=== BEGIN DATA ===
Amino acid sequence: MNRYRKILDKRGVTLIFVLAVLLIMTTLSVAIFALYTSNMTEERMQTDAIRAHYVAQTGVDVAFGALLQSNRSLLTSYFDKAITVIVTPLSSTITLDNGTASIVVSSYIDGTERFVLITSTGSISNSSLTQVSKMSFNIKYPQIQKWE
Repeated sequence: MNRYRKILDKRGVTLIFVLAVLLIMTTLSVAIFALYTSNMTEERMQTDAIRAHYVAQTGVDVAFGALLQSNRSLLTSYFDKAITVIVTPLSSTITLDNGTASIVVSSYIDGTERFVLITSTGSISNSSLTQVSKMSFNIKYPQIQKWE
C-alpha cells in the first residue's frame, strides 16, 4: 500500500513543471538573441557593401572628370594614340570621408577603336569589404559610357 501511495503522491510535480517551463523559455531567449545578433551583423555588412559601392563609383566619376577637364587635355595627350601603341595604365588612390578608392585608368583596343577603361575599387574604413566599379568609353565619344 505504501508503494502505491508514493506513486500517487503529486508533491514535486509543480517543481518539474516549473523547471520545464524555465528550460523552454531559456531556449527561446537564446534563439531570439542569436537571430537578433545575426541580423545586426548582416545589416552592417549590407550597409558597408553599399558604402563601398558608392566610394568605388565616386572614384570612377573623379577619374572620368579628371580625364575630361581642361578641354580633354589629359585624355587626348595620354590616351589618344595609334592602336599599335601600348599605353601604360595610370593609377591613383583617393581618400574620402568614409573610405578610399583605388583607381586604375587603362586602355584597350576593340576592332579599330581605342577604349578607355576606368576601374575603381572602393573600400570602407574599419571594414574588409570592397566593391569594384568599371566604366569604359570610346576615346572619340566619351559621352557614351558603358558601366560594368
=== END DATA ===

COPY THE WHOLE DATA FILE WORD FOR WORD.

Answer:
Amino acid sequence: MNRYRKILDKRGVTLIFVLAVLLIMTTLSVAIFALYTSNMTEERMQTDAIRAHYVAQTGVDVAFGALLQSNRSLLTSYFDKAITVIVTPLSSTITLDNGTASIVVSSYIDGTERFVLITSTGSISNSSLTQVSKMSFNIKYPQIQKWE
Repeated sequence: MNRYRKILDKRGVTLIFVLAVLLIMTTLSVAIFALYTSNMTEERMQTDAIRAHYVAQTGVDVAFGALLQSNRSLLTSYFDKAITVIVTPLSSTITLDNGTASIVVSSYIDGTERFVLITSTGSISNSSLTQVSKMSFNIKYPQIQKWE
C-alpha cells in the first residue's frame, strides 16, 4: 500500500513543471538573441557593401572628370594614340570621408577603336569589404559610357 501511495503522491510535480517551463523559455531567449545578433551583423555588412559601392563609383566619376577637364587635355595627350601603341595604365588612390578608392585608368583596343577603361575599387574604413566599379568609353565619344 505504501508503494502505491508514493506513486500517487503529486508533491514535486509543480517543481518539474516549473523547471520545464524555465528550460523552454531559456531556449527561446537564446534563439531570439542569436537571430537578433545575426541580423545586426548582416545589416552592417549590407550597409558597408553599399558604402563601398558608392566610394568605388565616386572614384570612377573623379577619374572620368579628371580625364575630361581642361578641354580633354589629359585624355587626348595620354590616351589618344595609334592602336599599335601600348599605353601604360595610370593609377591613383583617393581618400574620402568614409573610405578610399583605388583607381586604375587603362586602355584597350576593340576592332579599330581605342577604349578607355576606368576601374575603381572602393573600400570602407574599419571594414574588409570592397566593391569594384568599371566604366569604359570610346576615346572619340566619351559621352557614351558603358558601366560594368